Hot Tin Roof: Star Kite, Fair Wedding

By Margaret Lemay-Lewis

Star Kite

Sand digger, joints poised,
thinking wants friends to play with. Ah, me. Ah, the never
again will do rims the canyon. Sets the record
for a woman running thus said
gives to you, gives in to you because simpler
I is watching a man

limp, toss a stained bag between southside and recent
adulthood showing its
dissonant skylights
a banana smashed in a fist

suspects the right thing, drinking its foam, its la-la-la terribly
grates over the shops
and the caulk silent. Where free to
runs fingers down the grimed skylights

is watching
the boy spins and the boy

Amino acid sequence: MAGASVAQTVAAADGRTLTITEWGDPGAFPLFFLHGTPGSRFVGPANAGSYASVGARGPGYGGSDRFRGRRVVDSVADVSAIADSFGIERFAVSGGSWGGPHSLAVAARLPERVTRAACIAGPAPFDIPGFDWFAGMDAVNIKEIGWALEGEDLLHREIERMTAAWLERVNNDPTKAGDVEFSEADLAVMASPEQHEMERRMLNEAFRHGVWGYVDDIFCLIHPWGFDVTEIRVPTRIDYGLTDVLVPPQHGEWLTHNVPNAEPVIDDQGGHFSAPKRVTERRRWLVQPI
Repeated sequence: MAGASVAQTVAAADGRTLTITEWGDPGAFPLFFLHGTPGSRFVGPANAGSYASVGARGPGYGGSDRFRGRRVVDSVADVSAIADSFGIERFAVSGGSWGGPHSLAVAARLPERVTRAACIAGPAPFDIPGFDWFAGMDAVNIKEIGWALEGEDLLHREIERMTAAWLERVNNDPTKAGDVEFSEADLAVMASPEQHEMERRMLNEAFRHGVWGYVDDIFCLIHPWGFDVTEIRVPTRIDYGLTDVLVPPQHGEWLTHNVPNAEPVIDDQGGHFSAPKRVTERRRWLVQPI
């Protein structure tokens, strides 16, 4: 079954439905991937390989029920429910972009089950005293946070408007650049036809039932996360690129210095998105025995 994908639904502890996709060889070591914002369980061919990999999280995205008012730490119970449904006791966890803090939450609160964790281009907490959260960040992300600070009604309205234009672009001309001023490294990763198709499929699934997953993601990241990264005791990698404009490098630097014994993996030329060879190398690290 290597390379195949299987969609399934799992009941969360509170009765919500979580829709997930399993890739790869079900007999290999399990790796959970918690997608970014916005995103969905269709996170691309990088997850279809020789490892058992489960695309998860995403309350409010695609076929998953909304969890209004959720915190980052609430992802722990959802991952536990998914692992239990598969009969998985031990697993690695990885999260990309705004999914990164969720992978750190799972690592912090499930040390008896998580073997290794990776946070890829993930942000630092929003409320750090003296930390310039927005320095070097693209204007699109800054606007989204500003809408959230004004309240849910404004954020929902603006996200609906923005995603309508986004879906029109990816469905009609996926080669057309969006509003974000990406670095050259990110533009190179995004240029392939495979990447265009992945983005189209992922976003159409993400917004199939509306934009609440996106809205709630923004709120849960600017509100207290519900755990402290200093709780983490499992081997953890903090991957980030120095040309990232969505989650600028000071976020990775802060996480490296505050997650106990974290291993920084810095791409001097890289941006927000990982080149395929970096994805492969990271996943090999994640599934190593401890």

wagons the hill, freedom
stuck to the bumper. Blue, limp and how sad, the wet
inner explosion, the sky tugging the kite

How high can your kite fly? Ceramic and ground pepper
sky, the century link prairie fire
heart amass strings, leaves
this still shooting.

Fair Wedding

its mare, its truck climbs old mine
mud runs 100
heat and loudspeaker
hills, coaster pit, elaborate operation what we
water piped in
the wedding dress, canary
ties, white shoes to better bull
-dozers, -slingers
-boys. Outcast, stained shirts I wants

and the filter smokes
the hand on the stroller bar engines
catgut, goat’s-rue, he, at first game clapping,
covers his small

cry for what’s wrong
with the cranial, what’s wrong
with that kid, walking back into
the blessed, anonymous

night Lincoln-inaugurate everywhere
a sciatic sky, driving means
a nebula drowning its shallows.